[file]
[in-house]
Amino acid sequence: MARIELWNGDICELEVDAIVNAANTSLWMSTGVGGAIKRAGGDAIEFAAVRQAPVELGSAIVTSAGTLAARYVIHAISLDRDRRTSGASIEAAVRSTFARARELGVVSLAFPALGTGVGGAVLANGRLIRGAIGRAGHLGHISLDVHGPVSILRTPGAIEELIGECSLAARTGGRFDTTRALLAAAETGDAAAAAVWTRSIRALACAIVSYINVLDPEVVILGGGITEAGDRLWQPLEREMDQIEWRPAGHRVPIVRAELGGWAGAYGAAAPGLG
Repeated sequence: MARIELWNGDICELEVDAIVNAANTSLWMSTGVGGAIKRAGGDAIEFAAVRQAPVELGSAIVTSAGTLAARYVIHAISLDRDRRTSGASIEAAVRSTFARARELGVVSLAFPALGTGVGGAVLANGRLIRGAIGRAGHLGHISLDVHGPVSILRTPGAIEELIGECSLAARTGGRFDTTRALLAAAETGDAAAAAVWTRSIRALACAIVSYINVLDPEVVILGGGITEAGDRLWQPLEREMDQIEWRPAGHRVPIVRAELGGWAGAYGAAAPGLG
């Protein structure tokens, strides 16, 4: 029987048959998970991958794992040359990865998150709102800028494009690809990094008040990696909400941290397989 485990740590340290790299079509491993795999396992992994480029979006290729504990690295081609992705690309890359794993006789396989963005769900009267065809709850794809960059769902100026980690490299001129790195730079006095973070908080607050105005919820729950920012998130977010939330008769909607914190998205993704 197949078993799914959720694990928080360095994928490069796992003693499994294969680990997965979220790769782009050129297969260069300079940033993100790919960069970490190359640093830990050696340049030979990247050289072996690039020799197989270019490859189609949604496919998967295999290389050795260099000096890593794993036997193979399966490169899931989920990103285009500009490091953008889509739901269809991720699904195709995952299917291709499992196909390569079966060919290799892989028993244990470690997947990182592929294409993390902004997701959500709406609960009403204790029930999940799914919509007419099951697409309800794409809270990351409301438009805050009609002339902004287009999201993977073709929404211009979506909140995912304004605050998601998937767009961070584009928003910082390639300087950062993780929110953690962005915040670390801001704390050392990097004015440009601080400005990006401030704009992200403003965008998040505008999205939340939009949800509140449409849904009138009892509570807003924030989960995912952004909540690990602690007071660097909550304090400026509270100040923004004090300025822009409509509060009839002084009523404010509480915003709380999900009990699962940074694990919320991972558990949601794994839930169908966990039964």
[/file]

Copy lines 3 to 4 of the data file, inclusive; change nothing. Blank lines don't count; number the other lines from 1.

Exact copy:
Repeated sequence: MARIELWNGDICELEVDAIVNAANTSLWMSTGVGGAIKRAGGDAIEFAAVRQAPVELGSAIVTSAGTLAARYVIHAISLDRDRRTSGASIEAAVRSTFARARELGVVSLAFPALGTGVGGAVLANGRLIRGAIGRAGHLGHISLDVHGPVSILRTPGAIEELIGECSLAARTGGRFDTTRALLAAAETGDAAAAAVWTRSIRALACAIVSYINVLDPEVVILGGGITEAGDRLWQPLEREMDQIEWRPAGHRVPIVRAELGGWAGAYGAAAPGLG
């Protein structure tokens, strides 16, 4: 029987048959998970991958794992040359990865998150709102800028494009690809990094008040990696909400941290397989 485990740590340290790299079509491993795999396992992994480029979006290729504990690295081609992705690309890359794993006789396989963005769900009267065809709850794809960059769902100026980690490299001129790195730079006095973070908080607050105005919820729950920012998130977010939330008769909607914190998205993704 197949078993799914959720694990928080360095994928490069796992003693499994294969680990997965979220790769782009050129297969260069300079940033993100790919960069970490190359640093830990050696340049030979990247050289072996690039020799197989270019490859189609949604496919998967295999290389050795260099000096890593794993036997193979399966490169899931989920990103285009500009490091953008889509739901269809991720699904195709995952299917291709499992196909390569079966060919290799892989028993244990470690997947990182592929294409993390902004997701959500709406609960009403204790029930999940799914919509007419099951697409309800794409809270990351409301438009805050009609002339902004287009999201993977073709929404211009979506909140995912304004605050998601998937767009961070584009928003910082390639300087950062993780929110953690962005915040670390801001704390050392990097004015440009601080400005990006401030704009992200403003965008998040505008999205939340939009949800509140449409849904009138009892509570807003924030989960995912952004909540690990602690007071660097909550304090400026509270100040923004004090300025822009409509509060009839002084009523404010509480915003709380999900009990699962940074694990919320991972558990949601794994839930169908966990039964």